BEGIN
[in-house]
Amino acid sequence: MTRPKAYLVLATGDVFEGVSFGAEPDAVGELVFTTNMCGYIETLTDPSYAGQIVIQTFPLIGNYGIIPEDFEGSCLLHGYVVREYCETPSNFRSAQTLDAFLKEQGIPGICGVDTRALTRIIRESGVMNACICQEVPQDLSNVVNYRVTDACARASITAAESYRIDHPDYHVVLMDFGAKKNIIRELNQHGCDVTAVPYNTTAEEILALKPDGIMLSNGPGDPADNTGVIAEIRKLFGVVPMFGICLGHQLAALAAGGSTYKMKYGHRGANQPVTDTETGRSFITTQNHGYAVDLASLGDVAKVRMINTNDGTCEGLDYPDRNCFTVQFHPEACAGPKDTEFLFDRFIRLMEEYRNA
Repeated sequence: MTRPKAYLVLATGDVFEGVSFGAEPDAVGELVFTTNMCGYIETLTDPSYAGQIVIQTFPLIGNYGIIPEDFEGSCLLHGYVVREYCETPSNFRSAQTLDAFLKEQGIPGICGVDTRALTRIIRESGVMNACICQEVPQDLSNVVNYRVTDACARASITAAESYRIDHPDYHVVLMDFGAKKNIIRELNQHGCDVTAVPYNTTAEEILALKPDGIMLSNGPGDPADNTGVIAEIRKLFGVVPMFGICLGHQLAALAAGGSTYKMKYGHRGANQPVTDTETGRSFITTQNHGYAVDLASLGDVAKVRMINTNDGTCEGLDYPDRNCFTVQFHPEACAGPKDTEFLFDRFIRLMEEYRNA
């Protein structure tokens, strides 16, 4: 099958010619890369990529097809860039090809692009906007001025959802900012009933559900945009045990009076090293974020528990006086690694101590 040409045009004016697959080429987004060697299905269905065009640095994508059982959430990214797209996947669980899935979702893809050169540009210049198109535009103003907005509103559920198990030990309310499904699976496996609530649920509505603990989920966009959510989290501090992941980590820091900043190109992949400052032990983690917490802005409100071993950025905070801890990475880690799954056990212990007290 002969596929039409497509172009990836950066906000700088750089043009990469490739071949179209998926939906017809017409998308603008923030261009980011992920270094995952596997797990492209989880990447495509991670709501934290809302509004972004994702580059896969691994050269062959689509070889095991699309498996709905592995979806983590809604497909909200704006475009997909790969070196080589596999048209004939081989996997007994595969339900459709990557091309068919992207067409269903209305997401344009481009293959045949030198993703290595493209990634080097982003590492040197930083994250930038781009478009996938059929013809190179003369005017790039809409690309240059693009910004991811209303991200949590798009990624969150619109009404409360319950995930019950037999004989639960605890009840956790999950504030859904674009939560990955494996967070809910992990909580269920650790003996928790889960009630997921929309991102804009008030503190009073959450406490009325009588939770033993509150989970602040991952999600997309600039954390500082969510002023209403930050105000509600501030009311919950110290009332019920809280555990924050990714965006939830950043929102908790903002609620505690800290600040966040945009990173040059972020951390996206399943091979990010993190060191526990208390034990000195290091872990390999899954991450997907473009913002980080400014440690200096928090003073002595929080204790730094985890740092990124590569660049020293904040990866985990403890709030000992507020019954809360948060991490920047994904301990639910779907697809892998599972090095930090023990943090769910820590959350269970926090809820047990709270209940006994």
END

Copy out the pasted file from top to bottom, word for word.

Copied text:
[in-house]
Amino acid sequence: MTRPKAYLVLATGDVFEGVSFGAEPDAVGELVFTTNMCGYIETLTDPSYAGQIVIQTFPLIGNYGIIPEDFEGSCLLHGYVVREYCETPSNFRSAQTLDAFLKEQGIPGICGVDTRALTRIIRESGVMNACICQEVPQDLSNVVNYRVTDACARASITAAESYRIDHPDYHVVLMDFGAKKNIIRELNQHGCDVTAVPYNTTAEEILALKPDGIMLSNGPGDPADNTGVIAEIRKLFGVVPMFGICLGHQLAALAAGGSTYKMKYGHRGANQPVTDTETGRSFITTQNHGYAVDLASLGDVAKVRMINTNDGTCEGLDYPDRNCFTVQFHPEACAGPKDTEFLFDRFIRLMEEYRNA
Repeated sequence: MTRPKAYLVLATGDVFEGVSFGAEPDAVGELVFTTNMCGYIETLTDPSYAGQIVIQTFPLIGNYGIIPEDFEGSCLLHGYVVREYCETPSNFRSAQTLDAFLKEQGIPGICGVDTRALTRIIRESGVMNACICQEVPQDLSNVVNYRVTDACARASITAAESYRIDHPDYHVVLMDFGAKKNIIRELNQHGCDVTAVPYNTTAEEILALKPDGIMLSNGPGDPADNTGVIAEIRKLFGVVPMFGICLGHQLAALAAGGSTYKMKYGHRGANQPVTDTETGRSFITTQNHGYAVDLASLGDVAKVRMINTNDGTCEGLDYPDRNCFTVQFHPEACAGPKDTEFLFDRFIRLMEEYRNA
């Protein structure tokens, strides 16, 4: 099958010619890369990529097809860039090809692009906007001025959802900012009933559900945009045990009076090293974020528990006086690694101590 040409045009004016697959080429987004060697299905269905065009640095994508059982959430990214797209996947669980899935979702893809050169540009210049198109535009103003907005509103559920198990030990309310499904699976496996609530649920509505603990989920966009959510989290501090992941980590820091900043190109992949400052032990983690917490802005409100071993950025905070801890990475880690799954056990212990007290 002969596929039409497509172009990836950066906000700088750089043009990469490739071949179209998926939906017809017409998308603008923030261009980011992920270094995952596997797990492209989880990447495509991670709501934290809302509004972004994702580059896969691994050269062959689509070889095991699309498996709905592995979806983590809604497909909200704006475009997909790969070196080589596999048209004939081989996997007994595969339900459709990557091309068919992207067409269903209305997401344009481009293959045949030198993703290595493209990634080097982003590492040197930083994250930038781009478009996938059929013809190179003369005017790039809409690309240059693009910004991811209303991200949590798009990624969150619109009404409360319950995930019950037999004989639960605890009840956790999950504030859904674009939560990955494996967070809910992990909580269920650790003996928790889960009630997921929309991102804009008030503190009073959450406490009325009588939770033993509150989970602040991952999600997309600039954390500082969510002023209403930050105000509600501030009311919950110290009332019920809280555990924050990714965006939830950043929102908790903002609620505690800290600040966040945009990173040059972020951390996206399943091979990010993190060191526990208390034990000195290091872990390999899954991450997907473009913002980080400014440690200096928090003073002595929080204790730094985890740092990124590569660049020293904040990866985990403890709030000992507020019954809360948060991490920047994904301990639910779907697809892998599972090095930090023990943090769910820590959350269970926090809820047990709270209940006994």